7. NOBEL PRIZE 2021


Terms  in News

  1. G-23Political group in India that emerged out of a national party and that has been demanding revamp of its leadership on democratic lines.
  2. NFRA – It stands for National Financial Reporting Authority. It is not a statutory body and derives its constitution from Section 132 of Companies Act to make recommendations to the Central Government on the formulation and laying down of accounting standards and auditing policies for adoption by companies or class of companies. It also monitors and enforces the compliance of the accounting as well as auditing standards, and oversees the quality of the service of the professions. It has also been empowered with debarring a firm or a member if found guilty. It came into existence in October 2018, and is located in New Delhi. NFRA consists of one chairman, three full-time members and one secretary. Rangachari Sridharan was appointed as the first chairman of the body. So far, Institute of Chartered Accountants of India (ICAI) has been regulating the accounting and auditing standards in India. Prima facie, there appears to be a conflict in the roles and responsibilities of NFRA and ICAI. As such, coming of NFRA has led to turf war between the two. It is to be noted  that ICAI is a statutory body established by the Parliament and derives its authority from Chartered Accountants Act, 1949. 
  3. JUDIMAJudima rice wine of the Dimasa tribe from Assam has won the GI tag. A local fermented drink made with rice, Judima derives its name from ‘ju’ which means ‘wine’ and ‘Dima’ means ‘belonging to the Dimasa’.
  4. CYCLONE GULABLow intensity tropical cyclone that caused heavy rains in India’s eastern coast.
  5. NATIONAL CLEAN AIR PROGRAMLaunched by the Union government in 2020, the program seeks long-term, time-bound, national level strategy to tackle the air pollution problem across the country in a comprehensive manner with targets to achieve 20-30 percent reduction in Particulate Matter concentrations by 2024. Under the plan, 122 cities have been identified for Smart Cities Mission which provides city specific action plans to reduce vehicular and industrial emissions.
  6. ZAPADAn exercise of Russian armed forces that focuses primarily on operations against terrorists. Bangladesh,  Pakistan, Sri  Lanka  and China participated as observers, while India actively participated as a member.
  7. AUKUSIt a trilateral security pact between Australia, the United Kingdom and the United States, announced in 2021 for the Indo-Pacific region. Under the pact, the US and the UK will help Australia to acquire nuclear-powered submarines. AUKUS is an important development because it signifies the capability augmentation of one of India’s closest strategic partners, with whom it has just started a 2+2 ministerial dialogue. A strong and capable Australia is in India’s interests, that of the Quad and the broader Indo-Pacific region. It is also significant because the UK, after going back and forth on China, is now firmly entrenched in the Indo-Pacific in countering China.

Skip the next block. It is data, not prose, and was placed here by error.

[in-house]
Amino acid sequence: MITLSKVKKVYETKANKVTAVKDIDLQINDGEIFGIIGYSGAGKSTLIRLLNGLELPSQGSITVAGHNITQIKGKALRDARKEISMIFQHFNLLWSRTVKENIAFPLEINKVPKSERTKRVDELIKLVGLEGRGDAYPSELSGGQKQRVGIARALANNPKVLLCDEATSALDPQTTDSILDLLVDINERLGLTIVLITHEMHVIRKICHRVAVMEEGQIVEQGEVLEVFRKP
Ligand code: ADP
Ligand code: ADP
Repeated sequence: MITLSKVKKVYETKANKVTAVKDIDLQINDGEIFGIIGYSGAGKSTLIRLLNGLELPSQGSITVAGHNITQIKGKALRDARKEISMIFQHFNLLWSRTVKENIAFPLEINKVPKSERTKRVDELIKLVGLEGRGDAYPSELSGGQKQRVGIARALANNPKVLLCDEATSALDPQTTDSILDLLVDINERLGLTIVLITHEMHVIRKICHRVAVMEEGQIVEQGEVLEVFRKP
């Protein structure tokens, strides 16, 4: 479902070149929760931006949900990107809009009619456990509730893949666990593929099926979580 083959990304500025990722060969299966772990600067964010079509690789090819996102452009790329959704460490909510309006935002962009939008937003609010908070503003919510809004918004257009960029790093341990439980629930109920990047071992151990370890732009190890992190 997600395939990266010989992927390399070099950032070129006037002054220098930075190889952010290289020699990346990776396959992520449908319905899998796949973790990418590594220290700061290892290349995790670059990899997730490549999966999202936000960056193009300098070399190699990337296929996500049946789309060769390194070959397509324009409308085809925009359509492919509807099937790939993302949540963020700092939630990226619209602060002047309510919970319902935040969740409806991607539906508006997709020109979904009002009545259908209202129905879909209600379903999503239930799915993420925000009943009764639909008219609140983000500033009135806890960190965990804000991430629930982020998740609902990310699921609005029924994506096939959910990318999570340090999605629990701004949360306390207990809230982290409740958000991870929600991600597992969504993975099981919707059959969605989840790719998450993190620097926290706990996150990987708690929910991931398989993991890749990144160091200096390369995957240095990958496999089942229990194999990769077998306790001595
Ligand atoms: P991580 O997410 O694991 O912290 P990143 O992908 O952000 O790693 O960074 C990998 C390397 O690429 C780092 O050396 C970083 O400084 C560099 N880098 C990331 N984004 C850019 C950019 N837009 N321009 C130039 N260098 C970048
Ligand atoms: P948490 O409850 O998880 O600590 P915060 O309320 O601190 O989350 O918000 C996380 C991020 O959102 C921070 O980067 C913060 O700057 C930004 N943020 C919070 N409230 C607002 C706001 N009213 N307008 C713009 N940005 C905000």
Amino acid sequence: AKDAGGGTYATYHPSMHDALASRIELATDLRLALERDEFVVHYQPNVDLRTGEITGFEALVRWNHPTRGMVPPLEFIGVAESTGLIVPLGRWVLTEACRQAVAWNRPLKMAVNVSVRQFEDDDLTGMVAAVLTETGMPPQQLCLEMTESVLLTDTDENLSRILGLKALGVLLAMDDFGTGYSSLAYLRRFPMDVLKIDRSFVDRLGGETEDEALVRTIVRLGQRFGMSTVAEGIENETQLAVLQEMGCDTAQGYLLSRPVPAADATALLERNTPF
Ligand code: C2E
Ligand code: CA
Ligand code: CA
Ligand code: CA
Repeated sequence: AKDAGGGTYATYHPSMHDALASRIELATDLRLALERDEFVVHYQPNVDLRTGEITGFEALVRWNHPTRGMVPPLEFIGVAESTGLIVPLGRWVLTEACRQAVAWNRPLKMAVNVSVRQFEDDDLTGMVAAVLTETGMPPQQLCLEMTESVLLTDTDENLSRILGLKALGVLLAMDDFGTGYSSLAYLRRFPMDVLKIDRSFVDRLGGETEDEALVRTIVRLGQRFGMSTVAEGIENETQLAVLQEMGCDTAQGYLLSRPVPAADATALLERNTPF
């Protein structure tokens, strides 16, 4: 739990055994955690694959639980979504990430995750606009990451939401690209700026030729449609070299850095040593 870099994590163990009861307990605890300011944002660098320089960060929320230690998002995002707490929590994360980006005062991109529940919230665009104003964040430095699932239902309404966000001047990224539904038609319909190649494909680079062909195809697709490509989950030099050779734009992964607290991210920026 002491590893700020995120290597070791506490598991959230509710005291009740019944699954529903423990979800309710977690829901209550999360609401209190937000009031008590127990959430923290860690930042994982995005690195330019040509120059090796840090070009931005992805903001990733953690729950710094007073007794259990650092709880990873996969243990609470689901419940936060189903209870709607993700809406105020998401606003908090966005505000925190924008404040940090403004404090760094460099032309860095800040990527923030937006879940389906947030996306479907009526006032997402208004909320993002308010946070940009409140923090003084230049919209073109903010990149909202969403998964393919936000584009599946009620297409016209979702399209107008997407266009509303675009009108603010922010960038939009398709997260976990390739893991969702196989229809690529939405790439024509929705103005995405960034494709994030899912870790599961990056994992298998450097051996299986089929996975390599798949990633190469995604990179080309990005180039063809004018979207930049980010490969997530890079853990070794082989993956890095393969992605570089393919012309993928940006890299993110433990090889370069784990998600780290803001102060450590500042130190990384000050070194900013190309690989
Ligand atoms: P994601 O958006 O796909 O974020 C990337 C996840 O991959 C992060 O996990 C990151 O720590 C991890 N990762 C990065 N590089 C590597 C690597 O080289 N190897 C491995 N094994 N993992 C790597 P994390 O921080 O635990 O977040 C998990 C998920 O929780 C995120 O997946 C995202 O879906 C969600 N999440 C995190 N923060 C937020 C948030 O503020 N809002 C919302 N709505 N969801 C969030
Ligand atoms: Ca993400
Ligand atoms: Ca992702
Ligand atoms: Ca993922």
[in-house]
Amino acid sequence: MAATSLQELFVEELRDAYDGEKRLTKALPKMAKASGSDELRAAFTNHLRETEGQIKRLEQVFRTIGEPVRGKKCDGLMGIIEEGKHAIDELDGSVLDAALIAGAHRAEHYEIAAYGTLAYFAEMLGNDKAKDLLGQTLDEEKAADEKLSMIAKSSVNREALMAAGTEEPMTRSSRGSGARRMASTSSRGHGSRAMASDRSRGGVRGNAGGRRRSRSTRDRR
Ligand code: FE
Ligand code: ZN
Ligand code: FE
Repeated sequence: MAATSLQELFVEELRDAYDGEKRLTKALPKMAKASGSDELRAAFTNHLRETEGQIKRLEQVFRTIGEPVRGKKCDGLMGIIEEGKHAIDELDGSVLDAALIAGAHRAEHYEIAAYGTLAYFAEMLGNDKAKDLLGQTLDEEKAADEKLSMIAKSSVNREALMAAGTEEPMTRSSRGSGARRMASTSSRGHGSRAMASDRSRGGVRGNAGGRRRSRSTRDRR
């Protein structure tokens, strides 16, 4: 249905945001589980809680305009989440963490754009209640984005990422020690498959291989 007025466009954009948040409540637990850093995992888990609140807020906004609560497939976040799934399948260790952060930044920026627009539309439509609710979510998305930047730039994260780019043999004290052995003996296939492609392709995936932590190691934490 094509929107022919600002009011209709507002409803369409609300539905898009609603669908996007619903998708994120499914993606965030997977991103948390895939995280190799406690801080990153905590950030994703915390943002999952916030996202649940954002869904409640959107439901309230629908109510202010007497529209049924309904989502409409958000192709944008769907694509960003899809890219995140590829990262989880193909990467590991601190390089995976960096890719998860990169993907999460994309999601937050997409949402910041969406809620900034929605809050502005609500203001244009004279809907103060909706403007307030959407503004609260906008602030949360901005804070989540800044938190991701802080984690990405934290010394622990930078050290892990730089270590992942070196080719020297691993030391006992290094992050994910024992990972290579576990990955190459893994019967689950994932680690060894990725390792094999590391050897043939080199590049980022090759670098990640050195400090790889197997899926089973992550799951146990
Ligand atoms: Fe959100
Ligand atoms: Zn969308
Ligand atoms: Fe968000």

8. FIVE EYESIt is an intelligence alliance since 1943 comprising Australia, Canada, New Zealand, the United Kingdom, and the United States.
  9. ADI CASCADEA frog species found in north eastern part of India. These are named so because of their preference for small waterfalls or cascades in flowing hill streams.
  10. HYDROPHOBIC COTTON – Researchers at the Indian Institute of Technology (IIT), Guwahati, have developed a new class of super-hydrophobic cotton composite with Metal-Organic Framework (MOF) that promise marine oil-spill clean-up in near future. This is a novel, highly porous and water-repellent super-hydrophobic cotton composite material containing MOF, which can absorb oil selectively from an oil-water mixture. The MOF composite has great capability for selective separation of the oils from oil / water mixtures and the separation efficiency lies between 95 per cent and 98 per cent, irrespective of the chemical composition and density of the oils. Besides, the MOF composite is also able to absorb large volumes of oils and can be reused for a minimum of 10 times so that the sorbents can provide more recovery of the spilled oil.


People in News

  1. KAMLA BHASIN – An Indian developmental feminist activist, poet, author and social scientist, who passed away recently. She was also the South Asia coordinator of One Billion Rising, which is a global movement to end rape and sexual violence against women.


Places in News

  1. ZOJILA TUNNELIndia’s longest and highest tunnel at 3,485 meters and Asia’s longest bi-direction tunnel, which would connect the Kashmir Valley with Ladakh. Strategically important Ladakh shares de facto borders with Pakistan and China and currently depends on air supplies for about six months of the year. Indian military planners view the tunnel project as extremely important for Ladakh, since it would provide logistics flexibility to the military and give it operational and strategic mobility.
  2. SENEGALO MAURITANIAN AQUIFER BASIN (SMAB) It is the largest basin in the Atlantic margin of north-west Africa. Aquifer Basin refers to a groundwater flow system that has defined boundaries and may include permeable materials that are capable of storing or furnishing a significant water supply.  More than 24 million inhabitants of the region are dependent on it for drinking water and other needs.  The four West African countries of Gambia, Guinea Bissau, Mauritania and Senegal signed a joint declaration to advance transboundary cooperation in the Senegal-Mauritanian Aquifer Basin (SMAB). This would be the first such mechanism in West Africa and pave the way for strengthened collaboration on shared groundwater resources worldwide.


Sri Lanka declares economic emergency